Plans under way to build Belfast's first art gallery in almost 100 years
Northern Ireland could be set for its first dedicated municipal art gallery in almost a century, it can be revealed.
Belfast City Council is planning to open a major new tourist attraction in the next few years.
On Wednesday, the council's Growth and Regeneration Committee heard plans for a "northside hub" that could be located near the new Ulster University campus.
It is proposed that this would include a "Belfast story" piece as the main attraction, along with a cultural cinema and exhibition and commercial space.
While a location has not been finalised, Sinn Fein councillors expressed interest in building it outside the city centre.
However, Ulster Unionist councillor Jeffrey Dudgeon slated the proposal as a "shopping mall-type idea" and instead suggested a municipal art gallery, which found favour amongst other councillors.
"The municipal art gallery was an option which had been narrowed out, but now it is back," Mr Dudgeon said.
"The proposed northside hub is very modernistic - a cultural shopping mall.
"It does not appeal to tourists in a significant way. Tourists want to go to an art gallery for a couple of hours. They don't want to go to a hub that directs them to story boards, which direct them to other places to go.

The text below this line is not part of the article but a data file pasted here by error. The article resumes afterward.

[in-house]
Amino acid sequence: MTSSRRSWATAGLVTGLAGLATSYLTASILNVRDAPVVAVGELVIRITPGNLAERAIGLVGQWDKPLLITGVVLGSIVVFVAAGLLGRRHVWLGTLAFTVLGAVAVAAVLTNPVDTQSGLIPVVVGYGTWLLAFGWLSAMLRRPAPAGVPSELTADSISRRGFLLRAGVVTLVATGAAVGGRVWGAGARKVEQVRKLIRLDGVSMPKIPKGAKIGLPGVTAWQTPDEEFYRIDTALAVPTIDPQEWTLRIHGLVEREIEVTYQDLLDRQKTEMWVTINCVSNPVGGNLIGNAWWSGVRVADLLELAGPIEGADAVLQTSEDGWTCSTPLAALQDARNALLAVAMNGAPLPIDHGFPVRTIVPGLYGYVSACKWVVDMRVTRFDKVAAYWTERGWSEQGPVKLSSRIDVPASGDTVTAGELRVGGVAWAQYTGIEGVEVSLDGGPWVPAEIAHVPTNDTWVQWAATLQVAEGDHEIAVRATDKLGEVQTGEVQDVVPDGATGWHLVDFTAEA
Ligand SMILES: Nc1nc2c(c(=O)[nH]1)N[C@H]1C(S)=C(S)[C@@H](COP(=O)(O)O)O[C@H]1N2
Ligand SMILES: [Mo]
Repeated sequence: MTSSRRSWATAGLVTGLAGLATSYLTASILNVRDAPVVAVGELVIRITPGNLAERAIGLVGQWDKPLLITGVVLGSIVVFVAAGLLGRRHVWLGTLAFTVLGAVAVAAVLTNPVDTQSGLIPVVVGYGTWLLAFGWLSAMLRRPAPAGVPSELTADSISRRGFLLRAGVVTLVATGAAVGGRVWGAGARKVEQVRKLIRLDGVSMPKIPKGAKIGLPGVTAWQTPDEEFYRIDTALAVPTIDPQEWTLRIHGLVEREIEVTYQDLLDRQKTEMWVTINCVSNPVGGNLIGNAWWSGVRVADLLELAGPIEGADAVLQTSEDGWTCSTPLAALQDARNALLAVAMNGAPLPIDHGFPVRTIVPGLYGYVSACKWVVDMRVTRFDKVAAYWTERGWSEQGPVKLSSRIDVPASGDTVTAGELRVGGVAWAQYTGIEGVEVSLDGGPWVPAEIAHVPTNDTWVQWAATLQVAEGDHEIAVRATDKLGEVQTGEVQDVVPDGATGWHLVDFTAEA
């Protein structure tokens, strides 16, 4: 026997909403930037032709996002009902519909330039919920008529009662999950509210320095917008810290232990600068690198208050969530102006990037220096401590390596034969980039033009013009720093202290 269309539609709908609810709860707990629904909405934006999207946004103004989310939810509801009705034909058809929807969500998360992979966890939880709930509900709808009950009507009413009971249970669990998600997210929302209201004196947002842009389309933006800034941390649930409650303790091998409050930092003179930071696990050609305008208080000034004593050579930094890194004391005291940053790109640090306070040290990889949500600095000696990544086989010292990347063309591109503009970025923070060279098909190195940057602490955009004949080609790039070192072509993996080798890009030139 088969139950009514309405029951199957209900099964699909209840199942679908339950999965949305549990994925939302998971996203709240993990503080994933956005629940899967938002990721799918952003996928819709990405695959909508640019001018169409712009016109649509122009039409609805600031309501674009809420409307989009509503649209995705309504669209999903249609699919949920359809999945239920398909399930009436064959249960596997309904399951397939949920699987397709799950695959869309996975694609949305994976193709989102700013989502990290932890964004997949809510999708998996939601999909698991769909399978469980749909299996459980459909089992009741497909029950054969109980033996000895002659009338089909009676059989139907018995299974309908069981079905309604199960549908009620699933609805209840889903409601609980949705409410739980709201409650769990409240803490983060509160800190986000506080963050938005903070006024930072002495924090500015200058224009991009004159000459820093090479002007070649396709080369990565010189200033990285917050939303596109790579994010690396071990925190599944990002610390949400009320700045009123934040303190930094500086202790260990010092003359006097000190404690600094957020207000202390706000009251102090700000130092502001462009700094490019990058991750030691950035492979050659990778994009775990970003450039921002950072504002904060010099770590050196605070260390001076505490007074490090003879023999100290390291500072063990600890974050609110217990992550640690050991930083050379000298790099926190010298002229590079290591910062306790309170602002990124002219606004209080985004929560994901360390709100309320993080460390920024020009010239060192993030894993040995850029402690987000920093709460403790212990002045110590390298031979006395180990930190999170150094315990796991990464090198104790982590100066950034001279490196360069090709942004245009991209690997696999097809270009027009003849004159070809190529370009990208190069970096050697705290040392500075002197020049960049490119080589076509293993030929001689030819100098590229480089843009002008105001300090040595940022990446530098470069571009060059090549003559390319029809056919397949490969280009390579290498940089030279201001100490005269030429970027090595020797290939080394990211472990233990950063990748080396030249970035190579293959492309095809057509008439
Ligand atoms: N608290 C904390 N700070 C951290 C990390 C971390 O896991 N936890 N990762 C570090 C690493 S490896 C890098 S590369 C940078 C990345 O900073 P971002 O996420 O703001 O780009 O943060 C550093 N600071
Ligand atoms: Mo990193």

"Museums Northern Ireland has very little space to display their stock of art.
"There is a section for art in the Ulster Museum, but it is not separate and distinct."
If completed, the building would be Northern Ireland's first major dedicated public art gallery since the late 1920s. Up until that point, there was a municipal gallery in the city centre, but it and the Belfast Natural History Museum were moved into the then newly built Ulster Museum in 1929.
In 2014, urban planning expert Joe Berridge recommended that a new visitor attraction be built in the city.
He praised Titanic Belfast, but said that the area needed a second big draw.
In January this year, council officers were given permission to launch a feasibility study into the building a major cultural and tourist attraction.
On Wednesday evening, the City Growth and Regeneration Committee was told that officers had examined a number of attractions, including London's South Bank area and the Guggenheim Museum in Bilbao, Spain, in a bid to investigate how cultural attractions can be used to regenerate an area and create a world-class visitor destination.
The experts identified the top of Royal Avenue as an area that could benefit from such a scheme.
The report also called on BBC Northern Ireland to relocate from its present base on Ormeau Avenue to Royal Avenue.
If it goes ahead, it is expected that the new visitor attraction will not open its doors until 2020 at the earliest.